Article

(b Amersfoort, March 7, 1872; d New York, Feb 1, 1944).

Dutch painter, theorist, and draughtsman. His work marks the transition at the start of the 20th century from the Hague school and Symbolism to Neo-Impressionism and Cubism. His key position within the international avant-garde is determined by works produced after 1920. He set out his theory in the periodical of Stijl, De, in a series of articles that were summarized in a separate booklet published in Paris in 1920 under the title Le Néo-plasticisme (see Neo-plasticism) by Léonce Rosenberg. The essence of Mondrian’s ideas is that painting, composed of the most fundamental aspects of line and colour, must set an example to the other arts for achieving a society in which art as such has no place but belongs instead to the total realization of ‘beauty’. The representation of the universal, dynamic pulse of life, also expressed in modern jazz and the metropolis, was Mondrian’s point of departure. Even in his lifetime he was regarded as the founder of the most ...

Article

Kyla Mackenzie

(b Dargaville, April 5, 1925).

New Zealand painter. Self-taught, Mrkusich pioneered abstract modernism in New Zealand in the 1940s, a period when there was little acceptance of abstract art there. He co-founded the Auckland design firm Brenner Associates in 1949. His interest in European and American modernism, and the Bauhaus school, informed both his early painting and architectural designs of the 1940s and 1950s, which in turn, influenced each other. His early works on paper explored spatial concerns using line, geometric and organic forms, and colour. Mrkusich’s approach to colour was generally informed by Kandinsky’s writing on the emotive and metaphysical power of colour and its receding and advancing qualities. The orchestration of irregular coloured squares and rectangles in Buildings (1955; Wellington, Mus. NZ, Te Papa Tongarewa) echoes Piet (er Cornelis) Mondrian’s Boogie Woogie paintings of the 1940s.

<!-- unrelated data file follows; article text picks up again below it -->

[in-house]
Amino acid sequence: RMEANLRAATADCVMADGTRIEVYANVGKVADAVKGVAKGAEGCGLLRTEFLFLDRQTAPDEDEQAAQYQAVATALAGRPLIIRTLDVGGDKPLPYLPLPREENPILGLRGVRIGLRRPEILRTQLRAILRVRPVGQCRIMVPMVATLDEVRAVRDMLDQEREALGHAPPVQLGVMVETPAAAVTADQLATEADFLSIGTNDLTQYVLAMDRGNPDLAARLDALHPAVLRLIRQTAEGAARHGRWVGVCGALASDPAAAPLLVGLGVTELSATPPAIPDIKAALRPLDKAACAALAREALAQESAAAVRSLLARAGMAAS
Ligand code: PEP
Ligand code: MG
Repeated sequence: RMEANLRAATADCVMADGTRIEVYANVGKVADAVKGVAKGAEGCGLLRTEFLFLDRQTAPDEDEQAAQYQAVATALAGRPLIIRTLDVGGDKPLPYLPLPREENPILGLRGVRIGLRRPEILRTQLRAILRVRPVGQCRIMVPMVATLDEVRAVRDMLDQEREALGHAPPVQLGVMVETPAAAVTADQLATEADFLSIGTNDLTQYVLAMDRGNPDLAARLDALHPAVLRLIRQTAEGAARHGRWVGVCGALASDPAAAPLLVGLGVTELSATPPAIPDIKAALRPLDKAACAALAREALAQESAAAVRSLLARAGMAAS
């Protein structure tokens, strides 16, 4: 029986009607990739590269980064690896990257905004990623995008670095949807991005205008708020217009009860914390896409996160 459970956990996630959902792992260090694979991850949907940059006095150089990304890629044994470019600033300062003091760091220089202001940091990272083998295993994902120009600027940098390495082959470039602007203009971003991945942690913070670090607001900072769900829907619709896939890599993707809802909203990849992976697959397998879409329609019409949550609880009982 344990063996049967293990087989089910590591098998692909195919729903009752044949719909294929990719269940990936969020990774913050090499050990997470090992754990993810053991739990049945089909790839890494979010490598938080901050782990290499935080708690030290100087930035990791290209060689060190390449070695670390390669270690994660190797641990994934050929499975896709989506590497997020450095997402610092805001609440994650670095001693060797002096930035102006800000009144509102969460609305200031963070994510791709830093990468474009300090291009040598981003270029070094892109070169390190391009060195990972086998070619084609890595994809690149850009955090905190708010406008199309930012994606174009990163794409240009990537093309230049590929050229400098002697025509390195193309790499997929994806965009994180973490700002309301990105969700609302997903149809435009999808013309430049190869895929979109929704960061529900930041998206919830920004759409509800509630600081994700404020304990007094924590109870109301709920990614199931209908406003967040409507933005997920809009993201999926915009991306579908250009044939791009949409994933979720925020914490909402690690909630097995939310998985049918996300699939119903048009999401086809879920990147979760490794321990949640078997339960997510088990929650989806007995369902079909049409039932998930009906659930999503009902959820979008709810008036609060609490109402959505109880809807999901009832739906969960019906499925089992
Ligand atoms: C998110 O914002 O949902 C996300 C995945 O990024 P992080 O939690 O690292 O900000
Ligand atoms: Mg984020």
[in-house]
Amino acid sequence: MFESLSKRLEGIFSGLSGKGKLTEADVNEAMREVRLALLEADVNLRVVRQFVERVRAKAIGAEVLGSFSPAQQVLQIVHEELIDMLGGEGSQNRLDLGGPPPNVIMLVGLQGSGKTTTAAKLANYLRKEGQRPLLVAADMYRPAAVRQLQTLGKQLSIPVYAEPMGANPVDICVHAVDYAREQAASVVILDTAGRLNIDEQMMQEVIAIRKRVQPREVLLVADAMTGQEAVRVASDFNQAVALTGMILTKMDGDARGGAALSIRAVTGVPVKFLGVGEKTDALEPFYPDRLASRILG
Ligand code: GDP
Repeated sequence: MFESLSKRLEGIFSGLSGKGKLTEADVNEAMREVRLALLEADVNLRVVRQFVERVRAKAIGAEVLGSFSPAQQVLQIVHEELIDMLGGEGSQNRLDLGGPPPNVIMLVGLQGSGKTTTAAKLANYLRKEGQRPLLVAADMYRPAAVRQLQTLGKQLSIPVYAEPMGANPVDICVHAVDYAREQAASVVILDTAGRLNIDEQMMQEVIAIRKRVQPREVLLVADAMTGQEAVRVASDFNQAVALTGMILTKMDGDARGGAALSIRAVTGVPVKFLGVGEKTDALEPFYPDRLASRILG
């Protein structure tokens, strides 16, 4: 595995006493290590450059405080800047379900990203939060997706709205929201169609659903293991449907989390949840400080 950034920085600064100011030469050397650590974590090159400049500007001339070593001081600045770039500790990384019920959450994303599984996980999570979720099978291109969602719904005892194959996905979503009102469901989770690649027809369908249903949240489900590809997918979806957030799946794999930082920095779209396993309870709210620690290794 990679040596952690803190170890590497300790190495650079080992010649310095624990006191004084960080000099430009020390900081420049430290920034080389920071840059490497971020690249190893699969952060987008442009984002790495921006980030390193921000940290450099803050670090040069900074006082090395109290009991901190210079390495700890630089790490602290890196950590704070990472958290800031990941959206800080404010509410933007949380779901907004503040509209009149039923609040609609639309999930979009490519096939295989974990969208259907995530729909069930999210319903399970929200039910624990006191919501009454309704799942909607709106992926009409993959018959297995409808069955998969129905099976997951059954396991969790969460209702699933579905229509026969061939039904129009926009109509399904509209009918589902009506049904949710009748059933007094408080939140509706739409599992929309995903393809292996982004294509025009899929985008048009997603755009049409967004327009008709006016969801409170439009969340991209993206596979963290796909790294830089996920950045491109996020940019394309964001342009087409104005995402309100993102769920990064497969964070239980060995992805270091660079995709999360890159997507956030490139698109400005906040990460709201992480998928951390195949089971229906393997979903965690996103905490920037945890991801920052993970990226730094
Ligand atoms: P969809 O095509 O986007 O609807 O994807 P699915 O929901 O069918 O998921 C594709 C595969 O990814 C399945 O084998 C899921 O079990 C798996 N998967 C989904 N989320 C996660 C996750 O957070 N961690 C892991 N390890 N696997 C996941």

Mrkusich painted full-time from 1958, and from c. 1960 he began to paint with a gestural spontaneity reminiscent of Abstract Expressionism. In these paintings irregular networks of brushwork form loose grids. In other works, amorphous colour fields are overlaid by, or adjacent to, finely drawn straight lines, circles, and squares. Geometric shapes appear in the ...

Article

(b Minsk, Belorussia, Nov 21, 1893; d Łódź, Dec 26, 1952).

Polish painter, theoretician, typographer and draughtsman. On completion of his engineering studies at the Moscow Military Academy, he was drafted into the Tsarist army in 1914; seriously wounded, he subsequently began his artistic studies in the post-Revolutionary academies in Moscow, Vkhutemas and Inkhuk. In 1920–22 he was associated with Unovis, and during this period he was influenced by Suprematism, whose principles would in later years form the basis of his polemics. In 1921 he married the sculptor Katarzyna Kobro, and at the beginning of 1922 they both moved to Poland. He published his first articles on the Russian avant-garde in the Kraków periodical Zwrotnica in 1922. Strzemiński organized the Wystawa Nowej Sztuki (‘Exhibition of new art’) in Wilno (now Vilnius, Lithuania) in 1923, which acted as a manifesto of Polish Constructivism; he exhibited Suprematist architectural projects, Cubist paintings and Synthetic Compositions as well as Suprematist abstract works constructed from simple forms in contrasting colours. With Strzemiński’s help, in ...